ADHD brain-based challenges and related emotional wounds can impact how women with ADHD communicate at home and in the workplace. Women with ADHD often say that they either take on too much or hold back out of fear of being judged or rejected. These deep wounds and fears are the legacy of ADHD life for many. The good news is that this legacy can be overcome with practice and exposure to corrective, healing experiences. This article will focus on how you – a woman with ADHD – can own your voice in the workplace through the powerful words of “yes” and “no.”
1. Learn to say no
If I had a dime for every time a woman with ADHD told me that they secretly stay late at work or go in early to get caught up or tidy their desk, I’d be rich. Like, #GoodByeSallieMae, no more student loans rich.
The truth is, ADHD makes life harder. Women with ADHD often have to put in extra work behind the scenes to obtain the same results as their peers.
However, many women with ADHD have a hard time delineating when putting in a little extra effort overflows into simply doing too much.
Sometimes women with ADHD take on too much because that next project is the bright and shiny dopamine stimulator. Other times, it is because they want to please the higher-ups and demonstrate their value in the workplace – and in the world. Many get stuck in the loop of perfectionism. You know what I mean: waiting until Mercury is out of retrograde and the moon is new and you woke up on the right side of the bed to start something, then hyperfocusing on making it perfect to the point where you forget to take a bathroom break, and then getting lost in anxious and self-critical thoughts that make it hard to jump back in and complete the task after you finally take that very necessary bathroom break. It makes sense, when you think of the emotional legacy of ADHD life. Many of us keep trying to live up to that elusive “potential” our elementary school teachers loved to allude to on our report cards, are terrified that we will be judged if someone sees the mess (literal and figurative), and we have internalized a quiet but fierce motto: “Try harder.”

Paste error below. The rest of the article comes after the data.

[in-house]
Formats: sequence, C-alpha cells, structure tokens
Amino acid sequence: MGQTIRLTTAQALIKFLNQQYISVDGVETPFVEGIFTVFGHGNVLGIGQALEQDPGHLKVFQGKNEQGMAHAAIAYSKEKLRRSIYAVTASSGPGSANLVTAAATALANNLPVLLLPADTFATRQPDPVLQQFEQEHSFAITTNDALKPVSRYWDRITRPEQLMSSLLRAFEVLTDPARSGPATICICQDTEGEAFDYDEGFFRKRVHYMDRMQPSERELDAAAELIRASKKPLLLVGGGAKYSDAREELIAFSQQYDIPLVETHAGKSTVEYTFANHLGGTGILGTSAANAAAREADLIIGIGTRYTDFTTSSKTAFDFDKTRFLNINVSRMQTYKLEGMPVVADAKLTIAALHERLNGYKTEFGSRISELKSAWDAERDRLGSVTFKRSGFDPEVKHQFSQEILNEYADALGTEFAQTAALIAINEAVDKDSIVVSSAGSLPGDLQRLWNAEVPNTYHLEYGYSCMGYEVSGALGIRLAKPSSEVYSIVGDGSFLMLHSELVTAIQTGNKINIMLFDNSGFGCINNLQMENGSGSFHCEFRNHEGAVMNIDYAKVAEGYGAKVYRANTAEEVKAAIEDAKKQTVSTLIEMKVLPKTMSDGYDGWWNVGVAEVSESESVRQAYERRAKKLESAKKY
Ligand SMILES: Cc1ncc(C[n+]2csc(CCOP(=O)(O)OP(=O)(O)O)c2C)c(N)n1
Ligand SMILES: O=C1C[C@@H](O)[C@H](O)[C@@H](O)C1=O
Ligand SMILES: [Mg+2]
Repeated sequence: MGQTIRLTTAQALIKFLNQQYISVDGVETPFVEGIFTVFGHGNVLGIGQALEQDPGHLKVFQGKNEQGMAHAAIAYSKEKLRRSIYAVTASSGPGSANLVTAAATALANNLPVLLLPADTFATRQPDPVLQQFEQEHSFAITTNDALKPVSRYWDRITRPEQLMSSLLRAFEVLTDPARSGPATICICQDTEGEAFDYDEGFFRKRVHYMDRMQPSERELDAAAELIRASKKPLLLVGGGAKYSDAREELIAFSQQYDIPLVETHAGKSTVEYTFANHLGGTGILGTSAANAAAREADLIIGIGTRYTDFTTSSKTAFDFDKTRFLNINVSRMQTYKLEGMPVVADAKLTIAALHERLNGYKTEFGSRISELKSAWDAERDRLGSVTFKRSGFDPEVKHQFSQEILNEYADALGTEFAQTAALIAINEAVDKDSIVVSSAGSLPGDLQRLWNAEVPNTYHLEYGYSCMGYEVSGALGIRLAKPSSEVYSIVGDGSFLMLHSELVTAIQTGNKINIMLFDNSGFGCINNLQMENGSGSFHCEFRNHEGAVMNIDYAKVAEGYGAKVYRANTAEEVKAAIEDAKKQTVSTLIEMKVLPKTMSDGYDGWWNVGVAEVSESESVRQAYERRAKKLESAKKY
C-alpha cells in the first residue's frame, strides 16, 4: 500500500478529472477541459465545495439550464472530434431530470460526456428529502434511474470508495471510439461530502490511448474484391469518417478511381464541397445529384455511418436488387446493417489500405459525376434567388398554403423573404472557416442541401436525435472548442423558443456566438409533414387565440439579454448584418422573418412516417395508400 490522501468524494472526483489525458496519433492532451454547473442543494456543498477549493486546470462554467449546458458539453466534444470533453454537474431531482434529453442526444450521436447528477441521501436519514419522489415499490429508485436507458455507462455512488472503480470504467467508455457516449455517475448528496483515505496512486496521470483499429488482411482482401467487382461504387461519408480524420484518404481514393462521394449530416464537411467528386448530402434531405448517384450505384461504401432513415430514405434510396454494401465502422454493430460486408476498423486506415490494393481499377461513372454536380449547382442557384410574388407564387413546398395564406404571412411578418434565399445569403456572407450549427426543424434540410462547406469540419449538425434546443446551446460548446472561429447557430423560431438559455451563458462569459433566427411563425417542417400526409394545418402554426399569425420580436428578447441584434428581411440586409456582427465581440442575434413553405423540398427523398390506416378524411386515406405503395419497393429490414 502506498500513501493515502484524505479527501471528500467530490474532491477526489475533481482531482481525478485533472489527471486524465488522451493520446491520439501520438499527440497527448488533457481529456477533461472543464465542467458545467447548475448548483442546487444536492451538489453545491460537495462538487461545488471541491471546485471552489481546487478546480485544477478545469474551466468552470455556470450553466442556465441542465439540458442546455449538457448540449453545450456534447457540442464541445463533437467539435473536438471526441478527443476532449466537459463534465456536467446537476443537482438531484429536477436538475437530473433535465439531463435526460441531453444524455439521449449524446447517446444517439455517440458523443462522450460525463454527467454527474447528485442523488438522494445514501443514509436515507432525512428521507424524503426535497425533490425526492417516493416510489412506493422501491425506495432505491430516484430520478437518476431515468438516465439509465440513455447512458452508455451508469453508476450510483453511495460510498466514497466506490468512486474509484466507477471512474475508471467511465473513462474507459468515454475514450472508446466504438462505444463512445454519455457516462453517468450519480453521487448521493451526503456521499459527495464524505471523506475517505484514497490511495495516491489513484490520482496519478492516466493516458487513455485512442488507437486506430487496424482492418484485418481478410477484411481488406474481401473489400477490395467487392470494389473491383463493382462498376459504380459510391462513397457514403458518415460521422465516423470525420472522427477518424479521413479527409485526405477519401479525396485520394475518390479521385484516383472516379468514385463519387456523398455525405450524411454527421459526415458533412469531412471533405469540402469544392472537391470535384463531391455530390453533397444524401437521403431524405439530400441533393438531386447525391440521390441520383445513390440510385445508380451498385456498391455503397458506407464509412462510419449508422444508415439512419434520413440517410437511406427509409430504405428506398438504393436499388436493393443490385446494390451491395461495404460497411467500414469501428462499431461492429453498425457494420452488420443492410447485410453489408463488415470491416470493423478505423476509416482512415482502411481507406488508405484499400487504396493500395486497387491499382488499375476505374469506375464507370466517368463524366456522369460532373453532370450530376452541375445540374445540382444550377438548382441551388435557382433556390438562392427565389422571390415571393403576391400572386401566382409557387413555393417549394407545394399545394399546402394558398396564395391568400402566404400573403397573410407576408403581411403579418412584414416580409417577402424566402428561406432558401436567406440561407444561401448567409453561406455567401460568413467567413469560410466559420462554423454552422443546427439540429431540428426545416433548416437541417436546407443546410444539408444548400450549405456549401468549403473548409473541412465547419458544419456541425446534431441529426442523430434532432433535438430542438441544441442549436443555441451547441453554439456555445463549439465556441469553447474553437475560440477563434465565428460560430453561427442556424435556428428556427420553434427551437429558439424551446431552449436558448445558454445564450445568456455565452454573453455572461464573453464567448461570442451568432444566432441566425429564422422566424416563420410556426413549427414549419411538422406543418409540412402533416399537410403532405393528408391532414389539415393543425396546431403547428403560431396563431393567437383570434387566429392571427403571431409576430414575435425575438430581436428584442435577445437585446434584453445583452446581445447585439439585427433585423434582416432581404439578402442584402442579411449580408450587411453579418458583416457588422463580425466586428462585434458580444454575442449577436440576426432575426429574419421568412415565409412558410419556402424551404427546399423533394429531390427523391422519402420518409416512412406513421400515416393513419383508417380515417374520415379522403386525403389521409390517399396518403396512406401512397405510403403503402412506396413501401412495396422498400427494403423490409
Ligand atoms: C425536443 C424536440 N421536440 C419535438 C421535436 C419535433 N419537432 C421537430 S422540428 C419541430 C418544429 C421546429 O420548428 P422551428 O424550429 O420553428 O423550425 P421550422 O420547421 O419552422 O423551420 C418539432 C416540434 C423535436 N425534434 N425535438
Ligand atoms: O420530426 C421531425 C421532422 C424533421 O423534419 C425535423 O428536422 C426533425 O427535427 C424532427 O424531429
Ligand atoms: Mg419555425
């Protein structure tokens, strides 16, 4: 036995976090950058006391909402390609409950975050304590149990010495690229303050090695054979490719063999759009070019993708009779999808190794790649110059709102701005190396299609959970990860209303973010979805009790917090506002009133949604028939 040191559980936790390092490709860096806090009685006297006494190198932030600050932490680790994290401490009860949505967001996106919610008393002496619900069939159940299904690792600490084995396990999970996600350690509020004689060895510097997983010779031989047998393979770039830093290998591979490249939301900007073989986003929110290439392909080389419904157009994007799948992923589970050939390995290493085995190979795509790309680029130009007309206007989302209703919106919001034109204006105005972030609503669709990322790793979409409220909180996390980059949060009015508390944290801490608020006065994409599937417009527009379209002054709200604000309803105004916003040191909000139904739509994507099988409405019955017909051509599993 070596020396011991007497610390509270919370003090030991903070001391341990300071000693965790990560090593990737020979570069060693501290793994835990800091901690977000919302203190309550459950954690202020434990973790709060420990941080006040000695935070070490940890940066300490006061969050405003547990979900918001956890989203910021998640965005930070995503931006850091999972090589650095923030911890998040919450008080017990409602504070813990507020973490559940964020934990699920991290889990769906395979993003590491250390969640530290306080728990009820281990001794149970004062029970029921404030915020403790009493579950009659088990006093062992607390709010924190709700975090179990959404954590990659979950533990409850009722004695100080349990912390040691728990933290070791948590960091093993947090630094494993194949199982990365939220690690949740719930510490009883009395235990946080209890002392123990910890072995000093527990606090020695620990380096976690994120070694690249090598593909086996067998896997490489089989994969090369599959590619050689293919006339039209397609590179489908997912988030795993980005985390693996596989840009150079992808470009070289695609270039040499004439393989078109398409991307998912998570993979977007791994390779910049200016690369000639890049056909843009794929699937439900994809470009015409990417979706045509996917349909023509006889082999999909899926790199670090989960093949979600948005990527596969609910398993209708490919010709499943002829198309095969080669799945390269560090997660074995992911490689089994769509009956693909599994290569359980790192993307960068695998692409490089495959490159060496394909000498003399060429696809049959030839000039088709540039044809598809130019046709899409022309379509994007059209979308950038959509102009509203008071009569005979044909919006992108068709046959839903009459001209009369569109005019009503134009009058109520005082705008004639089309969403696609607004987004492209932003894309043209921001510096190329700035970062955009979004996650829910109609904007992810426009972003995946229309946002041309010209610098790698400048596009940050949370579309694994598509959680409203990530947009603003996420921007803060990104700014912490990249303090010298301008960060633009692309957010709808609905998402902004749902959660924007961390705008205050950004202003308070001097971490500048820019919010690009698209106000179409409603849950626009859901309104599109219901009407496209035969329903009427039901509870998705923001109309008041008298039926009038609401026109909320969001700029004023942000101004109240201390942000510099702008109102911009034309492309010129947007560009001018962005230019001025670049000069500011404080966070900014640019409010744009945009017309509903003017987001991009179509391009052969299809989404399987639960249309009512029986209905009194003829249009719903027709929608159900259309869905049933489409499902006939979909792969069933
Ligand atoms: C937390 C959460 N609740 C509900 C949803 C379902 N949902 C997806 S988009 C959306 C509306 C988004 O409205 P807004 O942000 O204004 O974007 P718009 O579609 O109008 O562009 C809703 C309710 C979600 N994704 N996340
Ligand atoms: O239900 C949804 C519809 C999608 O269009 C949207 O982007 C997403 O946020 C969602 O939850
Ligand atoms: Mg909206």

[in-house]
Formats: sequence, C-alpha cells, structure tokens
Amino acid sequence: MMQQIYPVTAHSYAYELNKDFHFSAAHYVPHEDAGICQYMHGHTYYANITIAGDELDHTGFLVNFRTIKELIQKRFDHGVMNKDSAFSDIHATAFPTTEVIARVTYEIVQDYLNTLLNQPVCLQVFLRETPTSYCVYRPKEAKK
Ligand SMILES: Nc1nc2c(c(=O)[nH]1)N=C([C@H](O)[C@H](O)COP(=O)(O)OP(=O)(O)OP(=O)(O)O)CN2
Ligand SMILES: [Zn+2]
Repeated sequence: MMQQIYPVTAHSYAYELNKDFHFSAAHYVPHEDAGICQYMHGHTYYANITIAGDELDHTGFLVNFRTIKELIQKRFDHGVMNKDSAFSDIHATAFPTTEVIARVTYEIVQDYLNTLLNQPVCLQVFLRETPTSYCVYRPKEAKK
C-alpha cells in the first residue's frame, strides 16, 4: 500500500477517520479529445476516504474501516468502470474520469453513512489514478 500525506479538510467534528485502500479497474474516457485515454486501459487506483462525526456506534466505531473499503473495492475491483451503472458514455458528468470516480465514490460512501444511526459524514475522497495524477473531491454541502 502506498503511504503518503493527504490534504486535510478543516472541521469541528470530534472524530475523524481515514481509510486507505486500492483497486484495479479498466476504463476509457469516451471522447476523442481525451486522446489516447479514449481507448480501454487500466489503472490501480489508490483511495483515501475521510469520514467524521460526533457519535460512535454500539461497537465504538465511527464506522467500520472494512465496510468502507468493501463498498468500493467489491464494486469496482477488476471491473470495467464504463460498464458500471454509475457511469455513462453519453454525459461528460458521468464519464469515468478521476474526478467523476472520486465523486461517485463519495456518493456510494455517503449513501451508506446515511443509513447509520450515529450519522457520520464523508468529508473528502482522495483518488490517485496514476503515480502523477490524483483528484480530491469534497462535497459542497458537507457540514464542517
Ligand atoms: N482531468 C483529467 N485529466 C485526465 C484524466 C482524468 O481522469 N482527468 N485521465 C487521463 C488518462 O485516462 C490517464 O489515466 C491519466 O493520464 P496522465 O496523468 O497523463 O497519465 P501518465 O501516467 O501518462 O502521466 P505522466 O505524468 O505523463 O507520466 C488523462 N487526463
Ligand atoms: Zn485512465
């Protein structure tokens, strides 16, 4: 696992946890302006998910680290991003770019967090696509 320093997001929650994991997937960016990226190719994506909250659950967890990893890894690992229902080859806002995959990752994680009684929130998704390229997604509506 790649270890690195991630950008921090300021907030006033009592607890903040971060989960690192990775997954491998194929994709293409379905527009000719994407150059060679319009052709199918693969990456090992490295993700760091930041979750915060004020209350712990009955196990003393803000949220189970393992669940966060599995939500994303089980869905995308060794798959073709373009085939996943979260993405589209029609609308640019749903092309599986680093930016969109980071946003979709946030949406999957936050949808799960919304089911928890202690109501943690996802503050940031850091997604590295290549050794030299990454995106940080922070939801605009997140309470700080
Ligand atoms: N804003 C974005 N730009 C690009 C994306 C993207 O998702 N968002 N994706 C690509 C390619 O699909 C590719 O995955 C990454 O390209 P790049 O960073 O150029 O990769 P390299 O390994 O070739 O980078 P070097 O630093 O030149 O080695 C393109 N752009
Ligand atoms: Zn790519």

The thing is, with ADHD, working harder won’t cut it. You have to work differently.
Saying yes to everything is over-rated, and trying to “do it all” is very 1980’s. A colleague of mine calls this the “un poquito mas” phenomenon – “a little more.” Catch yourself when you’re about to pull “un poquito mas” and pump the breaks.
Remember, not everything that needs to be done, needs to be done by you.
Not every fun project comes up at the right time for you. Not every task you complete needs to be perfect, completed without help, and free of mistakes. Before agreeing to “a little more,” make sure you’re taking into account all of the details involved (typically not an ADHD strength), such as transition time, driving time, meal time, and the overwhelm factor. You have to learn to be fierce in setting and maintaining your boundaries. As the saying goes, before you say “yes,” make sure you’re not saying “no” to yourself.
To get you started here are a few classy ways to say “NO”
- This sounds like a great opportunity, but I have to pass. Thank you for considering me!
- I can’t commit to taking on another task right now. Keep me in mind next time.
- I’d really like to help out, but my plate is full this week.
- Thanks—I’d love to speak at your event, but the timing this year is no good. Would you please keep me in mind for next year’s summit?
- Let me get back to you on that.
- I can’t be a major contributor to that project, but I can help by _____.
- Thank you for thinking of me! I have to pass this time around.